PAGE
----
Ibis made a magic bullet with the Ripmo when it launched in early 2018. This tangerine-sky-colored beauty was something of a unicorn bike, combining all of the hottest buzzwords: enduro, 29er, reduced offset, water bottle, 2.6” tire, and more. With it they made a mountain bike that could be ridden, and more importantly, loved, by everyone out there. Whether you were short or tall, fast or slow, liked pedaling up-hill or down, it was a bike that captured the world's attention. It was all this, and in fact, still is. The original Ripmo is actively winning accolades, including Enduro Magazine’s 2020 Best Trail Bike of the year - for the second year running.
So how do you improve the best out there?
The good folks at Ibis had to get very nit-picky to improve upon this bike, but in that endeavor, they succeeded. With input from you, their customer, as well as their enduro race team athletes like Robin Wallner, they have taken this bike a hair further into the realm of enduro by decreasing the head angle by a degree - it now sits at 64.9 degrees instead of 65.9. You may argue that this factor is part of what makes the Ripmo so ride-able, so enjoyable by all - but Ibis has got you covered. By using non-integrated headset standards - 44mm and 56mm, upper and lower - you can run an angleset and either bring your head-tube back to 65.9 or drop it down further. For the rest of us, 64.9 makes for a bike that will be tad more confident while descending. It can take a tiny bit more concentration to keep in a straight line while climbing, but I’d be willing to bet that you wouldn’t notice the difference in a blind test (good luck riding a bike while blindfolded!).
The head-angle change also affects the bike’s wheelbase, which gets longer across the run of sizes. In terms of ride feel, this has a related and complementary effect to decreasing the head angle. A longer bike is more stable at high speeds, but a tad more unwieldy to get around tighter turns. That said, these are both small changes to the bike, and with them Ibis has not changed the nature of the Ripmo… it is still the incredibly fun, sporty, and versatile bike that it always was, just more refined.
There are a few other small changes that Ibis has made to bring the Ripmo that much closer to perfection. A number of users noted that they experienced more frequent bottoming than they wanted, and had to reduce the volume in their shocks to make the bike perform properly. Others lamented on the inability to run a coil-sprung shock, which was primarily for the same reason - the frame’s suspension kinematics weren’t innately progressive enough to accommodate a more linear coil spring.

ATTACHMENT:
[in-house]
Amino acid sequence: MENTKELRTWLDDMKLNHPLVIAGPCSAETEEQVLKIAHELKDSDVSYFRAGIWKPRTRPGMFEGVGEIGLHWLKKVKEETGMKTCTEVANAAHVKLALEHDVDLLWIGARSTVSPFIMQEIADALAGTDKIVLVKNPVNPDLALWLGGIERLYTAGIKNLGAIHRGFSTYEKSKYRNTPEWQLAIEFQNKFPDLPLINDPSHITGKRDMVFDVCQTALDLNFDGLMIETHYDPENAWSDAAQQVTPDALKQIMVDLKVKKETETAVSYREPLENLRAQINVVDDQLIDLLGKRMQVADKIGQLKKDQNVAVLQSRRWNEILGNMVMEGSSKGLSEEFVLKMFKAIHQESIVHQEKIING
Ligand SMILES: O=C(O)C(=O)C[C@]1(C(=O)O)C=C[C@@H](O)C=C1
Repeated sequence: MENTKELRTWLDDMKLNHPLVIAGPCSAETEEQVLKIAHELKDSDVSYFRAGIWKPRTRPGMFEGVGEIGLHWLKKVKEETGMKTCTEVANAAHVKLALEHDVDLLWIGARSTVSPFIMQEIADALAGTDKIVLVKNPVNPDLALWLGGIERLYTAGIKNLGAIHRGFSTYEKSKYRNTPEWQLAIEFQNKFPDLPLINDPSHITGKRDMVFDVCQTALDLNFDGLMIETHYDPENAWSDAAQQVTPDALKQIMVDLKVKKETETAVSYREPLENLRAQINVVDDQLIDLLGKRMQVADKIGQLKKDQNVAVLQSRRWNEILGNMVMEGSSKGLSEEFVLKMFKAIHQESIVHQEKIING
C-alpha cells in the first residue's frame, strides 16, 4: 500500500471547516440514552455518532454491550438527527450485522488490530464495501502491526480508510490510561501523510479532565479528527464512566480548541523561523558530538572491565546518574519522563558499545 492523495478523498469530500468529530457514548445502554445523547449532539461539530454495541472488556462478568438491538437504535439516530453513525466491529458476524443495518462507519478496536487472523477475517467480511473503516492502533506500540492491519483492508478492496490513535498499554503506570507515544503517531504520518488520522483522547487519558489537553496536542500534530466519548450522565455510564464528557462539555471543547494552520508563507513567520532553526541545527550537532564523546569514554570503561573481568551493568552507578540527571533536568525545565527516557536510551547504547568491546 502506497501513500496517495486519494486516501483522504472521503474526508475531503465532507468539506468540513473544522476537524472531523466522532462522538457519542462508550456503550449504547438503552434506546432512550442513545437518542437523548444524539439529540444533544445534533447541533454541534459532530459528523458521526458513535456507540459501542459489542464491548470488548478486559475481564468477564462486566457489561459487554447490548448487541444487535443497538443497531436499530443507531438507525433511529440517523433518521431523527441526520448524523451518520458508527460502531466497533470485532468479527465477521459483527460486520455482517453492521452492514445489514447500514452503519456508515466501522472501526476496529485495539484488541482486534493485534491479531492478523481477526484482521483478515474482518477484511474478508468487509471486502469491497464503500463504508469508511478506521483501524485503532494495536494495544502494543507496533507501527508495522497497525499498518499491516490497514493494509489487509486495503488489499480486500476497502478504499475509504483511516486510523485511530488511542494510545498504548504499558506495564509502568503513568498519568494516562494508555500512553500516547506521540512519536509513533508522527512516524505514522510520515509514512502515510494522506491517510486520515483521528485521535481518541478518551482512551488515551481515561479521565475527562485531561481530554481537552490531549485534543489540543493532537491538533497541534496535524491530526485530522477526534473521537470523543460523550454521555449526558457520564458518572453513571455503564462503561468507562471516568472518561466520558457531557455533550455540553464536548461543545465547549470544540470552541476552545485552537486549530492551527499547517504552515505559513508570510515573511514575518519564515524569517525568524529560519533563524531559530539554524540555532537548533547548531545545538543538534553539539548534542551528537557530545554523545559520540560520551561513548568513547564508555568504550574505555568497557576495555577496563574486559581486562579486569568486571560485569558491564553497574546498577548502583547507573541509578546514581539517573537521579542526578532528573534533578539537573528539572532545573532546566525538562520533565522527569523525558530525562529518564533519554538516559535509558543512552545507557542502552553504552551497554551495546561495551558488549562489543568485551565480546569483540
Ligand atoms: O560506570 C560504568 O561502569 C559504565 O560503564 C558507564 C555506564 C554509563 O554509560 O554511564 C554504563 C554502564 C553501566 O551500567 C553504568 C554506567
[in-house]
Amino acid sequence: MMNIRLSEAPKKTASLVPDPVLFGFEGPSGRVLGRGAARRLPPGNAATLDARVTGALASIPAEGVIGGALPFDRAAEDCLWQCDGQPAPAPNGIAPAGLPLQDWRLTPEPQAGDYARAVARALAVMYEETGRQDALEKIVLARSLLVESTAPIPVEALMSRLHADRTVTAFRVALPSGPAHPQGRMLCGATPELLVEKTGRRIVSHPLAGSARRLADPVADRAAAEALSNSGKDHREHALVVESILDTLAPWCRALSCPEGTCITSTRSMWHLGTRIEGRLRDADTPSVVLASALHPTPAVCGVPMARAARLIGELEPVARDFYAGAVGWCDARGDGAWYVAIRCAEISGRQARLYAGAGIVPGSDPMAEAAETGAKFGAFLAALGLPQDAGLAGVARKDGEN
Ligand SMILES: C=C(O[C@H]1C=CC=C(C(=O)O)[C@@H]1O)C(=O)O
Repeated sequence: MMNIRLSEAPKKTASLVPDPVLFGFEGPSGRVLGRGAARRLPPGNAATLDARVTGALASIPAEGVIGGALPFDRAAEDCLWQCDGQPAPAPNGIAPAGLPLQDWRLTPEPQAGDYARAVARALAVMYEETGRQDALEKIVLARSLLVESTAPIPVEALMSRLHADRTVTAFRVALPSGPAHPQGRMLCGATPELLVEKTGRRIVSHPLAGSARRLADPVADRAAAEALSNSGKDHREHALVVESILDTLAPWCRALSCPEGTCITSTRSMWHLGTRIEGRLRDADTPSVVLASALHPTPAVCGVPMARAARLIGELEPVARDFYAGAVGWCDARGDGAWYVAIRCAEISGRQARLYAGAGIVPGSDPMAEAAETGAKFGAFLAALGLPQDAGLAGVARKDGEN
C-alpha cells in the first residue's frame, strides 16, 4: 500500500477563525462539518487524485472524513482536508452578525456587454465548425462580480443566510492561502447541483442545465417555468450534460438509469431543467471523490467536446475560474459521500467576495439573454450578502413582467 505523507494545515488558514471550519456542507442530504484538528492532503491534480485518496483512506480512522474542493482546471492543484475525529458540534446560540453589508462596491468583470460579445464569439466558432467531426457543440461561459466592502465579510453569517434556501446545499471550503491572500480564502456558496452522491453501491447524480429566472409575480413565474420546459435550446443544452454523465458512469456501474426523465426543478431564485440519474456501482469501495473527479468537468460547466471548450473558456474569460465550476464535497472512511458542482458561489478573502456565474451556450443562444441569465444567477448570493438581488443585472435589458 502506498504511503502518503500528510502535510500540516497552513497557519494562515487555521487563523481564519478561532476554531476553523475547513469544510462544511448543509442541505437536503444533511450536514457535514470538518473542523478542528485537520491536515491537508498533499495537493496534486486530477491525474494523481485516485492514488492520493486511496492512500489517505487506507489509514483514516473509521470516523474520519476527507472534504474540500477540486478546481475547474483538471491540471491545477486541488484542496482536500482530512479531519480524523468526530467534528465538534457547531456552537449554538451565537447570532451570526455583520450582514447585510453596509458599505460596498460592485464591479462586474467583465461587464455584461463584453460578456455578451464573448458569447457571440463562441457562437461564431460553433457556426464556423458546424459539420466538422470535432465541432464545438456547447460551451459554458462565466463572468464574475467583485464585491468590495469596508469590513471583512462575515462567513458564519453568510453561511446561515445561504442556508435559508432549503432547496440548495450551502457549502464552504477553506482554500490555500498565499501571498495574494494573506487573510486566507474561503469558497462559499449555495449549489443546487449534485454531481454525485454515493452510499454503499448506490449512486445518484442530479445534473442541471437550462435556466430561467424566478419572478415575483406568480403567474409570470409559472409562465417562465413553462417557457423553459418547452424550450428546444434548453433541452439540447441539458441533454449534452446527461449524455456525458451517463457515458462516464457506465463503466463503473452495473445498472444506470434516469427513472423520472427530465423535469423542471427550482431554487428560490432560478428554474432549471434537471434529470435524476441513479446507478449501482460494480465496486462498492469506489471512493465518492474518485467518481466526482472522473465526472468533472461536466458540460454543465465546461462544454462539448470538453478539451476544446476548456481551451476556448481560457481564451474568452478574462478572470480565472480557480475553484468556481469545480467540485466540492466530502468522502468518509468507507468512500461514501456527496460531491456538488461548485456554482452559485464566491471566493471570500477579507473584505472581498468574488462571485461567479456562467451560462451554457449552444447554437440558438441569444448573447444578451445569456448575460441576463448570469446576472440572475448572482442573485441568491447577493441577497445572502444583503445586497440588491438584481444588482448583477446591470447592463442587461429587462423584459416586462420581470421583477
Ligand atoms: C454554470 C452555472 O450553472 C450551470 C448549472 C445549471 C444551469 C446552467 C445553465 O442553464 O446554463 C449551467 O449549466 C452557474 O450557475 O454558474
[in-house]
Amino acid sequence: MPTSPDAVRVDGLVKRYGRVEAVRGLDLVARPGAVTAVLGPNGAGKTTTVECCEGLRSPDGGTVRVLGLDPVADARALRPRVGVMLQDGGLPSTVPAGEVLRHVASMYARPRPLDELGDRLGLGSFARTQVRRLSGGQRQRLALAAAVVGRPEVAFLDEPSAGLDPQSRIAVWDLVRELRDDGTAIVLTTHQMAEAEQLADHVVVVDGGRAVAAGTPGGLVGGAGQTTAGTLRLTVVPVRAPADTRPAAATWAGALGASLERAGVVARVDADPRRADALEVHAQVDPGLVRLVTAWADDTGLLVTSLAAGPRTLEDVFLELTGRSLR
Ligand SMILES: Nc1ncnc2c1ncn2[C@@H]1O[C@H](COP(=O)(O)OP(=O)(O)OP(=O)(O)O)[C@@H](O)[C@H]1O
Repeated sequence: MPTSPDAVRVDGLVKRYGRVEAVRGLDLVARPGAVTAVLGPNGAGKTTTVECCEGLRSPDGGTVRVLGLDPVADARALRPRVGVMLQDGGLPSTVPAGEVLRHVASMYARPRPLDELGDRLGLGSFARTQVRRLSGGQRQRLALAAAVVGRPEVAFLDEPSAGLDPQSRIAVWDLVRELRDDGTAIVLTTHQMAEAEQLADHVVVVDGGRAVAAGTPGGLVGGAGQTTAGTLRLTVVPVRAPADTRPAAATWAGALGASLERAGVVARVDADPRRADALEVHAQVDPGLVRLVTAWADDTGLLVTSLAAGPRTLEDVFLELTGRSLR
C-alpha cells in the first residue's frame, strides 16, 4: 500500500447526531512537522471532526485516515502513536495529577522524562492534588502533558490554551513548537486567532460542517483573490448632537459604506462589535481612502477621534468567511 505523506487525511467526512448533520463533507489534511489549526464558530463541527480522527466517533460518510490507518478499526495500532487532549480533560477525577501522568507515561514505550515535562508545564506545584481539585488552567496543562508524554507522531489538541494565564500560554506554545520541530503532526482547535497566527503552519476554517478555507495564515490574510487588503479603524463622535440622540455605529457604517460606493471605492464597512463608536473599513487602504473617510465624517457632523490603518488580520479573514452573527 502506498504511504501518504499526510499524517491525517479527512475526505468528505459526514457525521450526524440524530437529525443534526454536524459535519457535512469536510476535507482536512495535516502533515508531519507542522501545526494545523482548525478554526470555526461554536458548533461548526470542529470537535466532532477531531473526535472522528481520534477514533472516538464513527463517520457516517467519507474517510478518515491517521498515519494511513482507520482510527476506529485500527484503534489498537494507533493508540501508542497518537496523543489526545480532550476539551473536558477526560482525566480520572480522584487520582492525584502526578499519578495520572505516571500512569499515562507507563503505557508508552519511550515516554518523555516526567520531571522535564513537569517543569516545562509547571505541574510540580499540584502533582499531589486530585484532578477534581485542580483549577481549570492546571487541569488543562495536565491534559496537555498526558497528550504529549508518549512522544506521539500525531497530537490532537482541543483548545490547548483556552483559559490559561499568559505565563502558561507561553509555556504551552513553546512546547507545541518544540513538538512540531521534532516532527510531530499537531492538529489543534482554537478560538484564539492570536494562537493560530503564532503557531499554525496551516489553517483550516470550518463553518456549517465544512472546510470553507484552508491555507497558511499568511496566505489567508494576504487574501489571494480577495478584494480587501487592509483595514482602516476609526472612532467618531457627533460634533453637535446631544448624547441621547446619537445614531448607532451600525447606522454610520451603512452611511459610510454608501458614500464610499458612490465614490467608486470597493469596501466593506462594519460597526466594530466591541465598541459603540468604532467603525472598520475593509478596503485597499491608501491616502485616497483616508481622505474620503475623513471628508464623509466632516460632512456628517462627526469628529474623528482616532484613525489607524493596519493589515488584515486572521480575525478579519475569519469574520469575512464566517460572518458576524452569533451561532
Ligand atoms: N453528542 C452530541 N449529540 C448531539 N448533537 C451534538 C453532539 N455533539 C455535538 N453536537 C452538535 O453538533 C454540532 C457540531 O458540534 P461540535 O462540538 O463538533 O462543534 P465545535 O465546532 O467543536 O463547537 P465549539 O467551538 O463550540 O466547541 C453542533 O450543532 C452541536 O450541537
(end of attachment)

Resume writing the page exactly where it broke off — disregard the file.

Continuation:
To address that, Ibis engineer Andy Jasques-Maynes made the new Ripmo more progressive. That means no more bottoming, and it means you can run a coil shock. Because of the clevis yoke, the options are limited to certain makes/models, but if you are after the reduced friction that a coil shock offers, let us know and we’ll get you sorted.
Other odds and ends include reach measurements (the horizontal distance from the bottom bracket to the head-tube) that have been rounded up slightly. There is a more significant increase in the reach on the size medium frame (up by 14mm) than the other sizes, which go up by less than a centimeter.
Ibis also started spec’ing their frames with two little mud flaps attached to the seat-tube, which keeps debris out of the upper and lower link. Although Ibis includes a lifetime warranty on the bushings that the lower link rotates around, touches like this reduce maintenance intervals to the bare minimum, which we can all appreciate.
Is it a carbon AF?
The AF took its cues from the original Ripmo, and the new Ripmo took its own from the AF - in short, it is a carbon AF, and we think that’s a good thing. With this bike, Ibis has refined their Ripmo line-up to offer their award-winning, do-it-all bike to everyone. It doesn’t matter if your budget is $3,000 or $10,000, you like climbing vs descending, or if you think coil shocks are the best thing since sliced bread, Ibis has a Ripmo for you. Oh, and if you want a completely custom Ripmo with the exact model of disc brake rotor to color match your valve stem? Just head to our Custom Bike Builder and see what you come up with!
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